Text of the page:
The live sector was built by an eclectic group of giants, Damon Runyonesque characters from all over who built the foundations of the behemoth that ruled the earth before the shutdown, and who ultimately paved the way for Live Nation: Don Law, Ron Delsener, Jack Boyle, Brian Murphy, Irv Zuckerman, Bill Graham, Larry Magid, Jules Belkin and Cecil Corbett.

Robert F.X. Sillerman bought Michael Cohl’s concert promotion company, The Next Adventure, in 1999, which revolutionized the business by giving the Rolling Stones $67m for the 1989 Steel Wheels global tour, thus ensuring all of the promoters bought out by Sillerman of all Cohl’s huge artist tours. This changed the landscape of the concert promotion business forever and set the precedent for today. Sillerman’s roll-up of the above-mentioned top concert promoters, meanwhile, transformed a regional concert promotion business in North America—known as SFX in the ’90s—into an asset that would be sold to Clear Channel in 2000 for north of $4 billion.

Clear Channel spun off its entertainment division as Live Nation in 2005, with Michael Rapino—who promoted concerts for LaBatt’s beer in his native Canada before first working with Cohl—as boss. Under his command it has become the juggernaut we know today, fueled not only by its massive event promotion and stratospheric ticket sales but also by unprecedented deals with artists like U2, Madonna, Metallica, Coldplay, Rod Stewart, Drake, Maroon 5, Jay-Z’s Roc Nation and the rest of the Artist Nation roster. In 2019, LN reported its ninth straight year of record growth; but for events out of anyone’s control, it would certainly be celebrating a 10th.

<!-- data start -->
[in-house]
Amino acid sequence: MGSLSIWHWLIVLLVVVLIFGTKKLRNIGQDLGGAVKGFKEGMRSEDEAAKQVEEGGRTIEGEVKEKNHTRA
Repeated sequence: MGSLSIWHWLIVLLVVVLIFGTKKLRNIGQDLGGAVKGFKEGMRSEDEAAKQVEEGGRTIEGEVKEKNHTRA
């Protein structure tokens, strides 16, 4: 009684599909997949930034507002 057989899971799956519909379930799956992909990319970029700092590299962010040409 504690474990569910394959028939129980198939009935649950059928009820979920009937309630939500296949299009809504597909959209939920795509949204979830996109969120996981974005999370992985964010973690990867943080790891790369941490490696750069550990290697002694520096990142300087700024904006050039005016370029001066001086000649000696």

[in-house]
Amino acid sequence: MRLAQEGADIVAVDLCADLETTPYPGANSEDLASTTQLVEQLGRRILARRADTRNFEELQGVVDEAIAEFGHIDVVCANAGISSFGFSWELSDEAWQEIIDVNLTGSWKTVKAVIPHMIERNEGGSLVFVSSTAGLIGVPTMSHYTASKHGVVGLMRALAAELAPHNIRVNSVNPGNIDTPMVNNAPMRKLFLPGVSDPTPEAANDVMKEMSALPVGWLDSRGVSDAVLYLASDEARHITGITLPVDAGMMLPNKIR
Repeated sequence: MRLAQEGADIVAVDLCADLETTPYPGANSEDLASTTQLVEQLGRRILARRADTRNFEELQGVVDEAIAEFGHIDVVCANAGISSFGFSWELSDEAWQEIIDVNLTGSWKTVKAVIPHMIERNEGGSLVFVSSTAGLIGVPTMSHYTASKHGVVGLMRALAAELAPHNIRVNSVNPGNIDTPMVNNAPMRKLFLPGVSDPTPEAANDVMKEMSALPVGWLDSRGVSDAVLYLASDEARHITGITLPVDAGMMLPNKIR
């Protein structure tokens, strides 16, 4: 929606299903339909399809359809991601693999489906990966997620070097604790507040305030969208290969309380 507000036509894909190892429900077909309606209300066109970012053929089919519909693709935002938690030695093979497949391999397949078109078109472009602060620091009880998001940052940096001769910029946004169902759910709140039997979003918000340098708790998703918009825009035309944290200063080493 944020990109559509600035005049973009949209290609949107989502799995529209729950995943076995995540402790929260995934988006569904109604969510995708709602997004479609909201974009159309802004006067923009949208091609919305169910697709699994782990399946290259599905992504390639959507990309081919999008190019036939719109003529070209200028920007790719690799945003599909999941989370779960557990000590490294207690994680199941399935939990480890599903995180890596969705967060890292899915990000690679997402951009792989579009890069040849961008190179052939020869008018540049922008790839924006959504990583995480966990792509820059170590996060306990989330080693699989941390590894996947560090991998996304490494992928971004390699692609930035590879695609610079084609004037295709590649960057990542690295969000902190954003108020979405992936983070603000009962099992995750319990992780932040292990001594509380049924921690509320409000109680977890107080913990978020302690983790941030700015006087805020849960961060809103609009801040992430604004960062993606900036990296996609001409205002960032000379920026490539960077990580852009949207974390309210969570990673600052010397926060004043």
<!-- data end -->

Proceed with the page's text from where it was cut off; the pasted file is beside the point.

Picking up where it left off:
AEG, comprised of Concerts West, Goldenvoice, The BoweryPresents, Festival Productions, Madison House Presents and Zeromile, became a similarly behemoth presence on the music landscape, under the guidance of Jay Marciano. Marciano was leading Universal Concerts when it was absorbed by House of Blues, and stayed with the company to run its booking operation; leveraged to the hilt by the purchase, HOB was run by a hedge fund—and the joy ran out of it for Marciano, who went to AEG as a consultant with the title of Chief Strategy Officer. He then left after two years to run the Madison Square Garden/Radio City Music Hall operation, only to return when Tim Leiweke hired him in 2011 to run the European operation. He became head of AEG Presents in 2013 and in the ensuing years has helped the company double its total venues. Between its high-profile venues such as Staples Center and the O2 arenas, Mercedes Benz Arenas (Berlin and Shanghai), Accor Arena, T-Mobile Arena and L.A. Live, plus festivals such as Hyde Park, Coachella, Stagecoach, Electric Forest, Rock en Seine, New Orleans Jazz Fest, Firefly, Hangout Festival and Camp Flog Gnaw, it’s the promoter of choice for the Rolling Stones, Elton John, Taylor Swift, Ed Sheeran, Justin Bieber, Celine Dion, Carrie Underwood, Luke Combs and Kenny Chesney, among others.

We would be remiss if we didn’t mention that Irving Azoff had a hand in the expansion of both companies—and the live sector in general. The deal to merge his Front Line Management and Ticketmaster with Live Nation was transformative.

Live Nation and AEG did massive yearly ticket sales pre-shutdown —and many big artists were earning 90% of that revenue. But the tables have turned and the landscape is undergoing another metamorphosis, where—for now—the rights holders also hold all the cards.